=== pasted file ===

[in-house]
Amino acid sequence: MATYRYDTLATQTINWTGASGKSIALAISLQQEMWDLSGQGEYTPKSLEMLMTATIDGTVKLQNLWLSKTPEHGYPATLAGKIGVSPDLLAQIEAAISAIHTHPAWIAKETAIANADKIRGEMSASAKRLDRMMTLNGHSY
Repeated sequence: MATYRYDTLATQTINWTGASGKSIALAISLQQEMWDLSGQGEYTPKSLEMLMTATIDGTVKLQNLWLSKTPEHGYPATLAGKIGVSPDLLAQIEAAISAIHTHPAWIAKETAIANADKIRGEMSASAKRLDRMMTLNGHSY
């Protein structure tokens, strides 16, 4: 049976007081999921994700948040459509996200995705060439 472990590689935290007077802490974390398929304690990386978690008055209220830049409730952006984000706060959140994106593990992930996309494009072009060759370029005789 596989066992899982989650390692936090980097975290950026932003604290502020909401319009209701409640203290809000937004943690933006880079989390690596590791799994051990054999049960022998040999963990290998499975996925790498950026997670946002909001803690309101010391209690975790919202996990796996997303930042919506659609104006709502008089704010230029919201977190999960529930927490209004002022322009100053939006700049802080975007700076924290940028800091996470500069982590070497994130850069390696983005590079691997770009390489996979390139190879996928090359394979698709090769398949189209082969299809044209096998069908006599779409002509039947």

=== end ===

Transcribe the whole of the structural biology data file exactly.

[in-house]
Amino acid sequence: MATYRYDTLATQTINWTGASGKSIALAISLQQEMWDLSGQGEYTPKSLEMLMTATIDGTVKLQNLWLSKTPEHGYPATLAGKIGVSPDLLAQIEAAISAIHTHPAWIAKETAIANADKIRGEMSASAKRLDRMMTLNGHSY
Repeated sequence: MATYRYDTLATQTINWTGASGKSIALAISLQQEMWDLSGQGEYTPKSLEMLMTATIDGTVKLQNLWLSKTPEHGYPATLAGKIGVSPDLLAQIEAAISAIHTHPAWIAKETAIANADKIRGEMSASAKRLDRMMTLNGHSY
């Protein structure tokens, strides 16, 4: 049976007081999921994700948040459509996200995705060439 472990590689935290007077802490974390398929304690990386978690008055209220830049409730952006984000706060959140994106593990992930996309494009072009060759370029005789 596989066992899982989650390692936090980097975290950026932003604290502020909401319009209701409640203290809000937004943690933006880079989390690596590791799994051990054999049960022998040999963990290998499975996925790498950026997670946002909001803690309101010391209690975790919202996990796996997303930042919506659609104006709502008089704010230029919201977190999960529930927490209004002022322009100053939006700049802080975007700076924290940028800091996470500069982590070497994130850069390696983005590079691997770009390489996979390139190879996928090359394979698709090769398949189209082969299809044209096998069908006599779409002509039947």